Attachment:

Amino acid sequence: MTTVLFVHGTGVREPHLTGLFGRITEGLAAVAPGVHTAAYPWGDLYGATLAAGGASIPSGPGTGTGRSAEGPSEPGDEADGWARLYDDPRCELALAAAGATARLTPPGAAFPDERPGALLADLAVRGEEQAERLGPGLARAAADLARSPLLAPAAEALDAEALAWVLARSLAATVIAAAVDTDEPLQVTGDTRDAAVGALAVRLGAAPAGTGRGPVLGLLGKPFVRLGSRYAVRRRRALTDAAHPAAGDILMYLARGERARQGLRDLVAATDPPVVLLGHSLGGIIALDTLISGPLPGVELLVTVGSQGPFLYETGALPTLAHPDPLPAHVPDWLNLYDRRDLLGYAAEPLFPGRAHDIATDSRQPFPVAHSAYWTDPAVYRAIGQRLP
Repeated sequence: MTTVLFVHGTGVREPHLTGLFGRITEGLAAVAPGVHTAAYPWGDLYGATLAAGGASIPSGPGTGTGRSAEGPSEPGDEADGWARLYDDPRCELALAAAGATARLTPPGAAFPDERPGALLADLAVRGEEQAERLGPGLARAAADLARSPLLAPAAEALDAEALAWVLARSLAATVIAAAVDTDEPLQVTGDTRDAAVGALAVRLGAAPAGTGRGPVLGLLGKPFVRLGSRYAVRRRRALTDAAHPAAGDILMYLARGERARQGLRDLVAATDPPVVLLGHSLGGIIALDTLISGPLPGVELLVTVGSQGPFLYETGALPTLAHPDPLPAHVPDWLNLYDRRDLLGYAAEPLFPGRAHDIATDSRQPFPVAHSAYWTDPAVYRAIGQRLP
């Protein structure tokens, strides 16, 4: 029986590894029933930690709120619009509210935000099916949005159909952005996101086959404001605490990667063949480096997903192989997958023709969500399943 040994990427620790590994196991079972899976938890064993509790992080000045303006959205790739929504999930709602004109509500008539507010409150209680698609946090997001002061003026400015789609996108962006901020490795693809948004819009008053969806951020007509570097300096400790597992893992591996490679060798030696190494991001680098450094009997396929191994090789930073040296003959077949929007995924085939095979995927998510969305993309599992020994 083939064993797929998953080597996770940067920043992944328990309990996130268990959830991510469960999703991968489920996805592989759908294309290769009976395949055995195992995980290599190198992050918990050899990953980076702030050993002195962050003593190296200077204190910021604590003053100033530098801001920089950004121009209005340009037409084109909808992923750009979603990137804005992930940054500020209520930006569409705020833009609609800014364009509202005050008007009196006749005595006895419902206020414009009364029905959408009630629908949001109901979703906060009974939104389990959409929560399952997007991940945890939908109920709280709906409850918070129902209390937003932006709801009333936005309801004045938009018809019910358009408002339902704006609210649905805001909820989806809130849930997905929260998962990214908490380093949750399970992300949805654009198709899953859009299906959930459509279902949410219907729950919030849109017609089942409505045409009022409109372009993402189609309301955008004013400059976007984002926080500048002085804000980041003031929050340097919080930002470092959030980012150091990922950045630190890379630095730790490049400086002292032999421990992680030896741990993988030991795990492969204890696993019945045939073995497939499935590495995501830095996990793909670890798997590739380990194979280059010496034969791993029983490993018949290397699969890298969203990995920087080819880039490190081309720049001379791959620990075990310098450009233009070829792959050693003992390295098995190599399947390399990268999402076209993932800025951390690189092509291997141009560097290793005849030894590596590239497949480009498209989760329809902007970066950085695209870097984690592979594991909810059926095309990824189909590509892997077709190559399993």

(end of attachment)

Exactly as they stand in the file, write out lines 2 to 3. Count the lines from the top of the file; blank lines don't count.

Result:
Repeated sequence: MTTVLFVHGTGVREPHLTGLFGRITEGLAAVAPGVHTAAYPWGDLYGATLAAGGASIPSGPGTGTGRSAEGPSEPGDEADGWARLYDDPRCELALAAAGATARLTPPGAAFPDERPGALLADLAVRGEEQAERLGPGLARAAADLARSPLLAPAAEALDAEALAWVLARSLAATVIAAAVDTDEPLQVTGDTRDAAVGALAVRLGAAPAGTGRGPVLGLLGKPFVRLGSRYAVRRRRALTDAAHPAAGDILMYLARGERARQGLRDLVAATDPPVVLLGHSLGGIIALDTLISGPLPGVELLVTVGSQGPFLYETGALPTLAHPDPLPAHVPDWLNLYDRRDLLGYAAEPLFPGRAHDIATDSRQPFPVAHSAYWTDPAVYRAIGQRLP
């Protein structure tokens, strides 16, 4: 029986590894029933930690709120619009509210935000099916949005159909952005996101086959404001605490990667063949480096997903192989997958023709969500399943 040994990427620790590994196991079972899976938890064993509790992080000045303006959205790739929504999930709602004109509500008539507010409150209680698609946090997001002061003026400015789609996108962006901020490795693809948004819009008053969806951020007509570097300096400790597992893992591996490679060798030696190494991001680098450094009997396929191994090789930073040296003959077949929007995924085939095979995927998510969305993309599992020994 083939064993797929998953080597996770940067920043992944328990309990996130268990959830991510469960999703991968489920996805592989759908294309290769009976395949055995195992995980290599190198992050918990050899990953980076702030050993002195962050003593190296200077204190910021604590003053100033530098801001920089950004121009209005340009037409084109909808992923750009979603990137804005992930940054500020209520930006569409705020833009609609800014364009509202005050008007009196006749005595006895419902206020414009009364029905959408009630629908949001109901979703906060009974939104389990959409929560399952997007991940945890939908109920709280709906409850918070129902209390937003932006709801009333936005309801004045938009018809019910358009408002339902704006609210649905805001909820989806809130849930997905929260998962990214908490380093949750399970992300949805654009198709899953859009299906959930459509279902949410219907729950919030849109017609089942409505045409009022409109372009993402189609309301955008004013400059976007984002926080500048002085804000980041003031929050340097919080930002470092959030980012150091990922950045630190890379630095730790490049400086002292032999421990992680030896741990993988030991795990492969204890696993019945045939073995497939499935590495995501830095996990793909670890798997590739380990194979280059010496034969791993029983490993018949290397699969890298969203990995920087080819880039490190081309720049001379791959620990075990310098450009233009070829792959050693003992390295098995190599399947390399990268999402076209993932800025951390690189092509291997141009560097290793005849030894590596590239497949480009498209989760329809902007970066950085695209870097984690592979594991909810059926095309990824189909590509892997077709190559399993």